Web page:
This book is really starting to move. It is now around 2,000 in kindle sales, 1,000 in hardcover after being out for one day with zero media and zero adds. That is momentum. The material on Ben Bradlee could really shake trees, IMO.


That's good news. I would have thought the media would have been interested in the subject matter of the book.

#140 Guest_Tom Scully_*

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Posted 06 April 2012 - 04:32 PM

This thread began on 23rd March 2005. It is interesting to observe the role that the Forum played in acquiring information about Mary Pinchot Meyer. It is also good to see that there was a time when Forum members worked together on subjects rather than using it as an opportunity to have a go at each other.

It is also interesting to see that Peter Janney's original idea was to write a film script on the case. He now hopes a film company will adapt the book. I see Oliver Stone has praised the book. Maybe he will do it with George Clooney playing JFK.

Ahhh...for the good old days! I submit nothing has changed in eight years. This is a busier forum and there are more posters today doing this:

Very very sloppy journalism, John Simkin. You post THREE LIES, without even checking with me , while you know I am representing the accuracy of James Files.

The three lies are: .....



....and more posters doing this....more than ever....:

Jack Anderson had a story about June Cobb in Parade magazine supplement in August 1962.



OF THAT STRANGE, wild breed of American adventurers who pursue danger and intrigue around the world, none appears less suited for the role than June Cobb,...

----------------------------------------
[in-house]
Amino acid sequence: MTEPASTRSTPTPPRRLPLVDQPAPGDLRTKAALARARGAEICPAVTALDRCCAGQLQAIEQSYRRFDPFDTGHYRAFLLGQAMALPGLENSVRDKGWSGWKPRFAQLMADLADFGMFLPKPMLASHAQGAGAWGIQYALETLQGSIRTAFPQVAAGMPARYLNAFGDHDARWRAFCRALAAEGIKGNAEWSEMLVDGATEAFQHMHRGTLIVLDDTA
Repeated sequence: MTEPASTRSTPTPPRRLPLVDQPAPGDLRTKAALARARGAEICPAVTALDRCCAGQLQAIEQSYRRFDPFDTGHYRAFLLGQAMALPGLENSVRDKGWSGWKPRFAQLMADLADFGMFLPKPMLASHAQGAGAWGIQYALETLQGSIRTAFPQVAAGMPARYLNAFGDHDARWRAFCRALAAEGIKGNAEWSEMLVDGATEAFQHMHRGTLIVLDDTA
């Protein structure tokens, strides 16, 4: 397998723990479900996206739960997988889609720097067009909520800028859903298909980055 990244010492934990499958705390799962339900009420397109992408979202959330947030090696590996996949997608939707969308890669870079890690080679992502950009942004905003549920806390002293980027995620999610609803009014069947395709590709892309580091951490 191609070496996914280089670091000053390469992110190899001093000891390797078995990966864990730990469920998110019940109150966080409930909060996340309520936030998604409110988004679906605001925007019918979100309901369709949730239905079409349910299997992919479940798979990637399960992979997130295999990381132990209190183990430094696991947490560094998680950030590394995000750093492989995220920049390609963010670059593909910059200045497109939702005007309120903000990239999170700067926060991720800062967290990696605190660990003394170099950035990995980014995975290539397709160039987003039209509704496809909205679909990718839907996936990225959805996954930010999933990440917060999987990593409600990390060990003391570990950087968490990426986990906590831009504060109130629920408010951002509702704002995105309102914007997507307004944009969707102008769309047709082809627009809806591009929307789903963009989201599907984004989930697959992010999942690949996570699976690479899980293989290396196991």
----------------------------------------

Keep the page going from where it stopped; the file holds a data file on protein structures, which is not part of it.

(quote name='Jim Root' date='04 April 2012 - 05:40 PM' timestamp='1333557602' post='250031')
...
1). No Dallas police officier or record from that night suggests that this is true. We only have Walker's unsubstantiated statements both verbal or printed made after the death of Kennedy.

2).Walker then contradicts himself when he suggests that there was "two men" which if you read the police reports and listen to the news broadcasts of the time was the information that the police were acting upon. Why would Walker contridict himself in this letter, one man arrested vs two seen?

3). Walker asks if the CIA was involved in the assassination attempt. Did he have reason to believe that the CIA may have been involved? I ask this question because I believe he knew Oswald was an intelligence asset and had been tasked with assisiting Oswald to enter the Soviet Union as GPH suggests.
(/quote)
Jim, you're right that no police record suggests this. I personnally believe Walker is lying, either in his conscious mind or in his unconscious mind. (For decades General Walker blamed Jesse Curry for covering up the fact, as shown in his writings.) ....


(quote name='Tom Hume' date='28 March 2012 - 05:56 PM' timestamp='1332975401' post='249528')